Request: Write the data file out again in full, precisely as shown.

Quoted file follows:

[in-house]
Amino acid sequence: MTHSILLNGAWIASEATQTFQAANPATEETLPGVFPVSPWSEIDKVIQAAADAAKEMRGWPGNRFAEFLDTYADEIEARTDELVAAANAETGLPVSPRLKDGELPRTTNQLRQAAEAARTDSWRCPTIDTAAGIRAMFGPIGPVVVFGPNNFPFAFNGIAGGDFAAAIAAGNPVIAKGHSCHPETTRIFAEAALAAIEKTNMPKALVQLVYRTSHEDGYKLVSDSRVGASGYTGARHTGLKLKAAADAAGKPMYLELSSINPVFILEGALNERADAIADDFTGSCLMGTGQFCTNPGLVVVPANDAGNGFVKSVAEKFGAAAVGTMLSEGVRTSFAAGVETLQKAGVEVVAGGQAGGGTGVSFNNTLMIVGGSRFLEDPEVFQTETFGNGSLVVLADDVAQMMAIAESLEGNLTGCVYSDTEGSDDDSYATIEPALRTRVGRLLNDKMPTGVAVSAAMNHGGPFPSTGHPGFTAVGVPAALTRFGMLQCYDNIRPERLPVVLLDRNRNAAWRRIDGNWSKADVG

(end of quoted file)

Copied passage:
[in-house]
Amino acid sequence: MTHSILLNGAWIASEATQTFQAANPATEETLPGVFPVSPWSEIDKVIQAAADAAKEMRGWPGNRFAEFLDTYADEIEARTDELVAAANAETGLPVSPRLKDGELPRTTNQLRQAAEAARTDSWRCPTIDTAAGIRAMFGPIGPVVVFGPNNFPFAFNGIAGGDFAAAIAAGNPVIAKGHSCHPETTRIFAEAALAAIEKTNMPKALVQLVYRTSHEDGYKLVSDSRVGASGYTGARHTGLKLKAAADAAGKPMYLELSSINPVFILEGALNERADAIADDFTGSCLMGTGQFCTNPGLVVVPANDAGNGFVKSVAEKFGAAAVGTMLSEGVRTSFAAGVETLQKAGVEVVAGGQAGGGTGVSFNNTLMIVGGSRFLEDPEVFQTETFGNGSLVVLADDVAQMMAIAESLEGNLTGCVYSDTEGSDDDSYATIEPALRTRVGRLLNDKMPTGVAVSAAMNHGGPFPSTGHPGFTAVGVPAALTRFGMLQCYDNIRPERLPVVLLDRNRNAAWRRIDGNWSKADVG